• Silhouette ManSilhouette Man The last refuge of a scoundrelPosts: 8,549MI6 Agent

    When you think about it Ian Fleming has went from not being "in the Shakespeare stakes" to a Shakespeare writing an authorised biography of him. His critical stock has certainly risen over the years and it's great to see.

    "The tough man of the world. The Secret Agent. The man who was only a silhouette." - Ian Fleming, Moonraker (1955).
  • caractacus pottscaractacus potts Orbital communicator, level 10Posts: 3,872MI6 Agent

    yes now he's got Shakespeare working for him!

    thatll show everybody who's top dog in English literature

  • Westward_DriftWestward_Drift Posts: 3,080MI6 Agent

    So much so Fleming's writings are now being edited and rewritten like Shakespeare over the centuries. Nahum Tate's King Lear springs to mind.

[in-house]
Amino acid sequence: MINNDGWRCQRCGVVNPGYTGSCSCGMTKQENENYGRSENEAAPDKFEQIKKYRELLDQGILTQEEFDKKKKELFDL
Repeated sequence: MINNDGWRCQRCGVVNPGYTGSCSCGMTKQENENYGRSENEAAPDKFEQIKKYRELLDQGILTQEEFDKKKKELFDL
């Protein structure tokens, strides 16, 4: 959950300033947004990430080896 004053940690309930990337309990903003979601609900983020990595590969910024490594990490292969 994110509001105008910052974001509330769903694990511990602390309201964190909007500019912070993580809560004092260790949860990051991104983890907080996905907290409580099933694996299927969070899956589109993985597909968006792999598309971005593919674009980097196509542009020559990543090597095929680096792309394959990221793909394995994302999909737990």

• Silhouette ManSilhouette Man The last refuge of a scoundrelPosts: 8,549MI6 Agent

    Many of Shakespeare's plays were themselves inspired by previous plays and histories. I suppose that's art - one thing influences another and so on until the end of time. I'm not in favour of Fleming's novels being edited though, but there it is.

    "The tough man of the world. The Secret Agent. The man who was only a silhouette." - Ian Fleming, Moonraker (1955).
  • RevelatorRevelator Posts: 541MI6 Agent

    Indeed! I suppose the difference is that today most people who care about Shakespeare would be horrified if Tate's version was reinstated and supplanted the original. IFP hasn't grasped that the same applies to Fleming.